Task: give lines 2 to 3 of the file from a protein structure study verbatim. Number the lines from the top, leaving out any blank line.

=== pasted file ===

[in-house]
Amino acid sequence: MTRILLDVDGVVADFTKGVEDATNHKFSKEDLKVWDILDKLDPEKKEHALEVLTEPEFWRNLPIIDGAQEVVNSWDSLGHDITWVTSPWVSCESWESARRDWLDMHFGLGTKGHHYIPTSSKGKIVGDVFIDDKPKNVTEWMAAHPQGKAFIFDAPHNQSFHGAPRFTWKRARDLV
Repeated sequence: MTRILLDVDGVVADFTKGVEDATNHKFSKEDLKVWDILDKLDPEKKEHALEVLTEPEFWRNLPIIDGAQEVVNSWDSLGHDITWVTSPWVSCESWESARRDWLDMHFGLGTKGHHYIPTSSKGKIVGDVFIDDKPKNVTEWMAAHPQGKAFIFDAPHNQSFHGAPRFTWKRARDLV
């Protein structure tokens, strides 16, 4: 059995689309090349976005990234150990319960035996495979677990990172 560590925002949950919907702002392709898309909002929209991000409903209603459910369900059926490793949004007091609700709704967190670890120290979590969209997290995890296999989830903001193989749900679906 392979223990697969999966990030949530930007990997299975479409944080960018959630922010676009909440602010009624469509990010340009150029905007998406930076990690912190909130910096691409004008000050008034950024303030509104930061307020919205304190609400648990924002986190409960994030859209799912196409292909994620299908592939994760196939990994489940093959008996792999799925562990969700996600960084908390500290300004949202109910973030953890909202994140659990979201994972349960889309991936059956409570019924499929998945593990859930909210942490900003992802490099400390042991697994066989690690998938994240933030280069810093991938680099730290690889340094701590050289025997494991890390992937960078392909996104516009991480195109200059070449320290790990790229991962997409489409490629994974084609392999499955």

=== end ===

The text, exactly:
Amino acid sequence: MTRILLDVDGVVADFTKGVEDATNHKFSKEDLKVWDILDKLDPEKKEHALEVLTEPEFWRNLPIIDGAQEVVNSWDSLGHDITWVTSPWVSCESWESARRDWLDMHFGLGTKGHHYIPTSSKGKIVGDVFIDDKPKNVTEWMAAHPQGKAFIFDAPHNQSFHGAPRFTWKRARDLV
Repeated sequence: MTRILLDVDGVVADFTKGVEDATNHKFSKEDLKVWDILDKLDPEKKEHALEVLTEPEFWRNLPIIDGAQEVVNSWDSLGHDITWVTSPWVSCESWESARRDWLDMHFGLGTKGHHYIPTSSKGKIVGDVFIDDKPKNVTEWMAAHPQGKAFIFDAPHNQSFHGAPRFTWKRARDLV